Stephen R. Covey, the author of Seven Habits of Highly Effective People, wrote, “Next to physical survival, the greatest need of a human being is to be affirmed, to be validated, to be appreciated.” Many measure their self-worth based off feedback from others. Project managers have worked up through schooling and their companies with likely a lot of help that they are inevitably grateful for. But the gratitude shouldn’t end at your personal career progression.

Indeed, leading team members with gratitude is an invaluable skill that every PM should master—and it has to be authentic, or else it can come off as patronizing. Your first job as project manager is to set goals, and the second is to be appreciative to your team for getting it done.

Step 3: Be realistic with your deadlines


There’s a reason why Office Space was such a funny movie: It strikes a chord with far too many employees. In the scene where Lumbergh asks Gibbons to come in on Saturday (that’d be greeeaaattt), it’s a result of poor project management skills. Gibbons gets the short end of the stick and feels resentful toward his manager.

It’s no longer 1999. What Lumbergh could have benefited from was project management software, which can automate the project’s deadlines (so that no one has to work weekends!).

Being realistic about deadlines acts both in service to the company and to the team. You owe it to your teammates to be clear and fair about your expectations.

Step 4: Model ideal employee behavior


If a team member is working harder than you, you’re doing something wrong.

Project managers must accept their responsibility to behave as exemplary workers. Why? Because team members are looking to you as a guide for how to behave. If you want your teams mates to get to work early and leave late, get there earlier and leave later than they do. If you want your team mates to have perfect time sheets, make sure yours is exemplary first.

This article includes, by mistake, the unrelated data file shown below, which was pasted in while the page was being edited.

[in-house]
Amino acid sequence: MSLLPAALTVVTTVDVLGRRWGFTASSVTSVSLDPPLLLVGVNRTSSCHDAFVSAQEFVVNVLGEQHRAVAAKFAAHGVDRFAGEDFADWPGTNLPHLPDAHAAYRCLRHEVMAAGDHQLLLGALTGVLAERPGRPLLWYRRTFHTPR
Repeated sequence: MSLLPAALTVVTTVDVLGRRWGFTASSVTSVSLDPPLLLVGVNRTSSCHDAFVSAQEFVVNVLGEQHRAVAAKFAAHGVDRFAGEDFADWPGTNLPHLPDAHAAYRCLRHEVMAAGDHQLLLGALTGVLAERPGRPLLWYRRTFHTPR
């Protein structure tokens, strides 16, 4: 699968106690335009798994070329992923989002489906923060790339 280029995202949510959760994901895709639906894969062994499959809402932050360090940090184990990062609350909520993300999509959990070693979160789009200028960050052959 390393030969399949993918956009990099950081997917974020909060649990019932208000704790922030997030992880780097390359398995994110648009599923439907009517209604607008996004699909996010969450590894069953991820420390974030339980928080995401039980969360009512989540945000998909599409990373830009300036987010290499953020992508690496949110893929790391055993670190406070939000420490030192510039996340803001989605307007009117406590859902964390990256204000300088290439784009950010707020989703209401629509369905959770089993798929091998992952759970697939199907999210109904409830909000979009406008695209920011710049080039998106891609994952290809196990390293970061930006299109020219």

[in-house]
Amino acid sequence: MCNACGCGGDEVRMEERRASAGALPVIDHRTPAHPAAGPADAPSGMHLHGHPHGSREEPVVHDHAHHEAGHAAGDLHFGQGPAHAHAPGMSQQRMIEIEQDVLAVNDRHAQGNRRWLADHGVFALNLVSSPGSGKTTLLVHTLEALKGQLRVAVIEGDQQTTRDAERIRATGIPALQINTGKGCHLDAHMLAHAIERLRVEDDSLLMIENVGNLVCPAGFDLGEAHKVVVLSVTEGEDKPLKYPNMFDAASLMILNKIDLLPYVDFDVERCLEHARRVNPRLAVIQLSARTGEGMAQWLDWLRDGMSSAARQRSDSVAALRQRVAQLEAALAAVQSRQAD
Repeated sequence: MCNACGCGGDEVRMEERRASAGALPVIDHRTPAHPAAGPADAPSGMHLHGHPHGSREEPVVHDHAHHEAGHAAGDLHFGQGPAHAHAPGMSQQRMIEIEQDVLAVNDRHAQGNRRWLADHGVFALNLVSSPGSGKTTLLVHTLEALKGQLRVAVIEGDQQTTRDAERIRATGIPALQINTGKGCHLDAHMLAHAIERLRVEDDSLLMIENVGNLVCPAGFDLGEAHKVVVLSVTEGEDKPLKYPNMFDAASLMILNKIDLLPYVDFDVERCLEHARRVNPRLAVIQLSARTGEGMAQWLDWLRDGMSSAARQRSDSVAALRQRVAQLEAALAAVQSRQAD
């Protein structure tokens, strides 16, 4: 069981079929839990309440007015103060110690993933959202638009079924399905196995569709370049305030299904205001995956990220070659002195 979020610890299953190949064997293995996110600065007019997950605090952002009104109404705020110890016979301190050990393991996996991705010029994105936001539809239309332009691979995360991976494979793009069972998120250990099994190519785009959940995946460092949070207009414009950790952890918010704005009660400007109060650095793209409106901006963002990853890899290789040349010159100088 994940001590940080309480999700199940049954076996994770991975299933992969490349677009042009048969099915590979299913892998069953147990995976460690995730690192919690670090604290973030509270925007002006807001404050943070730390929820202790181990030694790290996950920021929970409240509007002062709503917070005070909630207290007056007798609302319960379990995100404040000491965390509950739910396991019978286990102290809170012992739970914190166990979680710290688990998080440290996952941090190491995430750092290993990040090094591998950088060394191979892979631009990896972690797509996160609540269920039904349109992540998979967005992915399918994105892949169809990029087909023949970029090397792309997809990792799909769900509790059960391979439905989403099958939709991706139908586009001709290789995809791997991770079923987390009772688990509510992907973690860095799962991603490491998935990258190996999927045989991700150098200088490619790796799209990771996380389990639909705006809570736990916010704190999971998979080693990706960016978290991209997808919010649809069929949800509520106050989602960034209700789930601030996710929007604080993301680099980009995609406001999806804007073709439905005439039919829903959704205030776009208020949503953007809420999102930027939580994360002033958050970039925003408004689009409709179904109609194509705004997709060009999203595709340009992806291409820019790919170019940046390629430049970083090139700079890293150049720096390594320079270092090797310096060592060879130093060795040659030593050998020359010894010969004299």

There can’t be two codes of conduct—one for you and one for your team. And don’t forget that this extra effort is in service to your team, not yourself.

Step 5: Make communication a two-way street

Happy business people discussing in meeting at office

Sheryl Sandberg writes in Lean In, “As often as I try to persuade people to share their honest views, it’s still a challenge to elicit them… miscommunication is always a two-way street. If I wanted more suggestions, I would have to take responsibility for making that clear… I told [my team] that I wanted their input early and often.”

Project communication is about more than just checking in on your team mates’ progress. Elicit feedback from your team—and encourage them to be open with you. That means shutting down sensitivity to criticism and being consistently proactive about improving yourself, your team, your process, and your company.


Servant leadership has been the model for successful businesspeople and leaders for millennia. Project managers must exemplify these traits in order to lead an effective team, regardless of if they’re rolling out a new product or trying to conquer Europe. I’m sure that there are more actionable items that I missed.

Do you have more suggestions? Leave them in the comments below!

Looking for Project Management software? Check out Capterra's list of the best Project Management software solutions.

About the Author

Rachel Burger

Rachel Burger

Rachel is a former Capterra analyst who covered project management.



Comment by Rachel Burger on

I appreciate it Yves!

Comment by Yves Konen on

Thank you to remind us this fundamental value.
Shared on Linkedin.